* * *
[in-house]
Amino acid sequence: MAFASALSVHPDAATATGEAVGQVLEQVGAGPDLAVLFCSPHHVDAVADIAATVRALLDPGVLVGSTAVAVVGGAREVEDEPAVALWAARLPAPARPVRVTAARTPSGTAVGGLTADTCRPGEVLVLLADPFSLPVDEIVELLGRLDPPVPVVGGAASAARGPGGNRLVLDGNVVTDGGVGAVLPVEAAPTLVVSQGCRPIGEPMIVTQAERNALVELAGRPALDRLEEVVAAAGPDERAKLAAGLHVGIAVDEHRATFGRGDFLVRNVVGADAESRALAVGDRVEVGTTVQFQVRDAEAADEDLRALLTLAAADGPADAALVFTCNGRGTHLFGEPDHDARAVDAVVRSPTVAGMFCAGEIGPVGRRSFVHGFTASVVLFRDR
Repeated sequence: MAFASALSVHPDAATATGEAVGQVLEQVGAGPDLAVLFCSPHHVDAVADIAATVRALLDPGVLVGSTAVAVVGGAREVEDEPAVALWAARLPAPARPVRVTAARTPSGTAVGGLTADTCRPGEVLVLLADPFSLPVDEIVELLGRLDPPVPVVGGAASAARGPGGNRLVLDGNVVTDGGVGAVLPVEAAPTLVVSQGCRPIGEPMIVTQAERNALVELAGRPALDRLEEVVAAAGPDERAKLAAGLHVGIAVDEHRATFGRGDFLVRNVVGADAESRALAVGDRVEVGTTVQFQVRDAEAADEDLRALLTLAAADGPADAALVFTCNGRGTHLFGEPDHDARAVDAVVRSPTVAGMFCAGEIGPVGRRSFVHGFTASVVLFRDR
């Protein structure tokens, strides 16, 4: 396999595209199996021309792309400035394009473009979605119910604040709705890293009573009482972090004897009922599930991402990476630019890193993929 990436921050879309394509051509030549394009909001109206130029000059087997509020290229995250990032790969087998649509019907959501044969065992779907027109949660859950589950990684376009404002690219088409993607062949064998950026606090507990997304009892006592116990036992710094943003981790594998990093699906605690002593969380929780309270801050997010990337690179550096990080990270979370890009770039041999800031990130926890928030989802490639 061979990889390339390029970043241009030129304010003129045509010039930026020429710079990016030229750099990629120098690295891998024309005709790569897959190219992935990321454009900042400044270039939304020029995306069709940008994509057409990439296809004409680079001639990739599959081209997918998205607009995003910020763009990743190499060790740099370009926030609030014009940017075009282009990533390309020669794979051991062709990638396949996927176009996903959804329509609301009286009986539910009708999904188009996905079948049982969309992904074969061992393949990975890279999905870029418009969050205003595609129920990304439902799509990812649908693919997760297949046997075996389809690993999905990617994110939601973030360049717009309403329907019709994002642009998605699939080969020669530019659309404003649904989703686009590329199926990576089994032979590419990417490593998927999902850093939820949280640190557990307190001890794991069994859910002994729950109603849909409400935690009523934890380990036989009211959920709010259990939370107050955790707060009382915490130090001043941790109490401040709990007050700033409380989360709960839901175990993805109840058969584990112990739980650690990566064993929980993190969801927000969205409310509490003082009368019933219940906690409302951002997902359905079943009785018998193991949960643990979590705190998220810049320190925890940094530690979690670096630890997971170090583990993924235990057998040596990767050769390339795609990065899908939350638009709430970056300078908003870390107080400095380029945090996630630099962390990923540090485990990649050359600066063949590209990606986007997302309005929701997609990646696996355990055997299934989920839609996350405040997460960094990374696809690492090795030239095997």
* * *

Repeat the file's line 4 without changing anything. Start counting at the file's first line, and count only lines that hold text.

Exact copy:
């Protein structure tokens, strides 16, 4: 396999595209199996021309792309400035394009473009979605119910604040709705890293009573009482972090004897009922599930991402990476630019890193993929 990436921050879309394509051509030549394009909001109206130029000059087997509020290229995250990032790969087998649509019907959501044969065992779907027109949660859950589950990684376009404002690219088409993607062949064998950026606090507990997304009892006592116990036992710094943003981790594998990093699906605690002593969380929780309270801050997010990337690179550096990080990270979370890009770039041999800031990130926890928030989802490639 061979990889390339390029970043241009030129304010003129045509010039930026020429710079990016030229750099990629120098690295891998024309005709790569897959190219992935990321454009900042400044270039939304020029995306069709940008994509057409990439296809004409680079001639990739599959081209997918998205607009995003910020763009990743190499060790740099370009926030609030014009940017075009282009990533390309020669794979051991062709990638396949996927176009996903959804329509609301009286009986539910009708999904188009996905079948049982969309992904074969061992393949990975890279999905870029418009969050205003595609129920990304439902799509990812649908693919997760297949046997075996389809690993999905990617994110939601973030360049717009309403329907019709994002642009998605699939080969020669530019659309404003649904989703686009590329199926990576089994032979590419990417490593998927999902850093939820949280640190557990307190001890794991069994859910002994729950109603849909409400935690009523934890380990036989009211959920709010259990939370107050955790707060009382915490130090001043941790109490401040709990007050700033409380989360709960839901175990993805109840058969584990112990739980650690990566064993929980993190969801927000969205409310509490003082009368019933219940906690409302951002997902359905079943009785018998193991949960643990979590705190998220810049320190925890940094530690979690670096630890997971170090583990993924235990057998040596990767050769390339795609990065899908939350638009709430970056300078908003870390107080400095380029945090996630630099962390990923540090485990990649050359600066063949590209990606986007997302309005929701997609990646696996355990055997299934989920839609996350405040997460960094990374696809690492090795030239095997």